Feeling the Pinch


If no one has ever mentioned it to you, let me be the first: asking for money is hard. It helps when you believe in the reason for asking (in this case, my fantastic new novel The Ember and the Knife) but still, it takes a lot of moxie to ask folks to give up their hard earned cash to support your goals.

And I can’t keep from thinking about my friends who are scraping by as it is. Life is expensive, and I certainly know that (If I was flush with cash, I wouldn’t be out here dancing for nickels). So I want to take a moment and say something to everyone who’s feeling guilty because they’re torn between supporting me and paying their own bills. To my friends about to embark on the joyous, terrifying and expensive parenthood journey. To my entrepeneur friends fighting every day to build their businesses and keep the doors open. To my fellow writers who are trying to figure out how art and money can ever co-exist. To my older friends working to live within a tight fixed income. To anyone facing hard choices:

It’s okay. I understand. More than anything else, I want you to be healthy and happy.

But for the rest of the crowd who have a few extra bucks at the end of the week for a new boardgame or a fancy hat, here’s the link to the fundraising campaign: The Ember and the Knife fundraiser. Maybe chip in a little extra in honour of the folks who can’t. We’re all in this together, after all.


It’s Go Time!

My Kickstarter campaign (here is the LINK) for my brand new book (The Ember and the Knife, book 4 of the Spellbound Railway Series) has…BEGUN!

What is Kickstarter, you ask? Online fundraising, simply put.

It allows creators (like me) to ask their supporters and fans (like you) to raise enough money to meet a specific goal (like buying an inventory of print copies of my fantastic new book and pay for some advertising to get new readers hooked on the series).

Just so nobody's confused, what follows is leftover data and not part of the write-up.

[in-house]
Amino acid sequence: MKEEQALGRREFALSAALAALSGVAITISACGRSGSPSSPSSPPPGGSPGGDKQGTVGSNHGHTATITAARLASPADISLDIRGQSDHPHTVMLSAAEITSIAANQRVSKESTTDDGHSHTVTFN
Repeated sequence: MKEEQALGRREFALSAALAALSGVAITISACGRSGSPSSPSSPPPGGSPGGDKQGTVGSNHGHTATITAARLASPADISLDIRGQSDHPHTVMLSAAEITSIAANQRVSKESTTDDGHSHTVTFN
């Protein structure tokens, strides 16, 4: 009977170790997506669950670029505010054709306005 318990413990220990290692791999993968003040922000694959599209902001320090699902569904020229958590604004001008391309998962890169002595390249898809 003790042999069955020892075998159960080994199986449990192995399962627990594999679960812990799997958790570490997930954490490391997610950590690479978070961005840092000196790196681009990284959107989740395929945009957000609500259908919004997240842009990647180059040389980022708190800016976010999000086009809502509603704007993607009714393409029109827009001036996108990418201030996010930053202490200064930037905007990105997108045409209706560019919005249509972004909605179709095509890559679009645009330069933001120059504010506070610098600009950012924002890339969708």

We have 30 days to hit the goal of raising $1000. I know that we can do it, because you are all fantastically supportive and wonderful human beings.

And for those in the crowd with empty pockets and straining budgets, I know how you feel. But never fear! You can do just as much good by spreading the word. Share on Facebook, tweet about it on Twitter, or write your own stirring blog post about the general awesomeness of crowdfunding and independent local publishing (with a link back to the Kickstarter, naturally).

Whatever you do, please know that I am grateful to have all of you cheering me on and giving me a helping hand on this strange creative journey. Thank you.


March of time, back to school edition

First, the official book stuff update:

The kickstarter fundraising campaign for book 4 “The Ember and the Knife” will launch next Monday. So clear off a little room on the ol’ credit card, stretch your retweeting/facebook sharing muscles, and get ready to cheer the project on. Go go go! I’ll post updates here as the thing rolls along, and hopefully we hit the goal well before the end date (beginning of October).